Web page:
Instead of it being a watered down version of the existing donk, as we so often see with naked bikes and pretend off-roaders, Honda has raised this latest incarnation to new levels of hedonism and banished the few gripes that we had with previous versions. The VTEC transition is smoother than ever before and in every way this latest iteration of the RC46 coded donk is the best yet.
Along with some changes to the intake tracts, the single side-exit muffler, adds a slightly more baritone timbre to the V4s voice, particularly at low rpm. That low-end bass then transcends through a soulful cadenza before the final movement explodes into a stirring crescendo as the LCD tachometer pushes towards the 12,000rpm limiter. An aftermarket muffler would add even more soul to the opera, putting stretchmarks round to your earlobes from the grins that cracking the throttle would induce.
Mated to an absolutely superb six-speed gearbox, the drivetrain is pure class. As far as thrills and riding pleasure goes, the V4 mill far surpasses the enjoyment level that its somewhat modest 100hp claim leads you to expect. There has rarely been a larger case of, ‘it is not how big it is, but how you use it’, than right here.
It is truly amazing what improvements can be made to an existing engine with just some subtle plumbing tweaks and the benefits of the latest improvements to engine management. Riding the Crossrunner back to back with the VFR800 would have you thinking the VFR had a clogged air-filter or desperately in need of a tune.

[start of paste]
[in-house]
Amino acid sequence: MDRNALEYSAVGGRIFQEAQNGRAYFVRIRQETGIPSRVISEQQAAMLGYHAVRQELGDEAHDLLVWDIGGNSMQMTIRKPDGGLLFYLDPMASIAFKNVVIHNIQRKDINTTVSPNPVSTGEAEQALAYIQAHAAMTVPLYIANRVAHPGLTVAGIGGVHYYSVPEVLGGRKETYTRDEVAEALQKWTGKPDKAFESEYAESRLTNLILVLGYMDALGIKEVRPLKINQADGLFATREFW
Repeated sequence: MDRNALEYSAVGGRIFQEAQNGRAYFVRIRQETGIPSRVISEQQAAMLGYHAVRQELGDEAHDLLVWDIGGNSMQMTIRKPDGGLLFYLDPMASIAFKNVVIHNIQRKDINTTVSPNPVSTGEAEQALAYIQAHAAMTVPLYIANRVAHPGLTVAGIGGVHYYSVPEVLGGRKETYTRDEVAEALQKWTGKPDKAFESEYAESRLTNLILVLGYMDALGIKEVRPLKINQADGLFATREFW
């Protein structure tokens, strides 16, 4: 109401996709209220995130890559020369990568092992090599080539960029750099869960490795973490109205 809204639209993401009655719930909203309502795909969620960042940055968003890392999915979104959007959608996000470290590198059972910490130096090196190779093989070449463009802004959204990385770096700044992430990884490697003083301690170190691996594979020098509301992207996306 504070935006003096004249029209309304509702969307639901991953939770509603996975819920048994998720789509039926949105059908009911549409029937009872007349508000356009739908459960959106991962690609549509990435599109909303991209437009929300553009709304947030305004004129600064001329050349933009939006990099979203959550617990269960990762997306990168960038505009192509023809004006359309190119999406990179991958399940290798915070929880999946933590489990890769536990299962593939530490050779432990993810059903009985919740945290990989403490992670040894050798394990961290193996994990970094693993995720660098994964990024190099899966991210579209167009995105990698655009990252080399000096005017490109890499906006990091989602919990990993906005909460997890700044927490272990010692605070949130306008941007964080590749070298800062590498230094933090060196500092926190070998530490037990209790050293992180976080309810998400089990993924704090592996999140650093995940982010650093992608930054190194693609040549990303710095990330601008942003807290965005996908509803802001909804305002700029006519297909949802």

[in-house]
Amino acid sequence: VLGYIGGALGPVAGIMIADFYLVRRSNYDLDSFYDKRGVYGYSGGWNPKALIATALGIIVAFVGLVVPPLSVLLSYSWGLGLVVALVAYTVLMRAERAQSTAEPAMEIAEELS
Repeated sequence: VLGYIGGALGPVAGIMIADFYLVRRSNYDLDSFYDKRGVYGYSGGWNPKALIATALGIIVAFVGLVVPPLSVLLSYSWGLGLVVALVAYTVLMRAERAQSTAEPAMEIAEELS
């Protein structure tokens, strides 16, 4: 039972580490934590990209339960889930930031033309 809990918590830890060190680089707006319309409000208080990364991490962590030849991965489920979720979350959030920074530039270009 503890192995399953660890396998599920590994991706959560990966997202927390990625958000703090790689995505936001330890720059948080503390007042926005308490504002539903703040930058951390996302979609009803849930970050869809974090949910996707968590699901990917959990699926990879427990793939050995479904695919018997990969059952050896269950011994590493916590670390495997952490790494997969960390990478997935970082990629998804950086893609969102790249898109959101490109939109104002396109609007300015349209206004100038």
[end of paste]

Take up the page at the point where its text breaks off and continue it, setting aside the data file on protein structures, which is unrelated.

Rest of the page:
Likewise, the seemingly unexciting chassis figures and slightly embarrassing 240kg kerb weight would suggest the Crossrunner is a bit of a fat heifer. Nothing could be further from the truth and the Crossrunner feels light picking it off the sidestand, and light when underway.
It’s no Fireblade, that’s for sure, but is more than capable of cutting an excellent pace in the hills, and even a respectable velocity on the track. Bumpy roads (read almost every road in NSW) do make the rear end struggle a little, but the damping is competent enough to bring the spring under control quickly.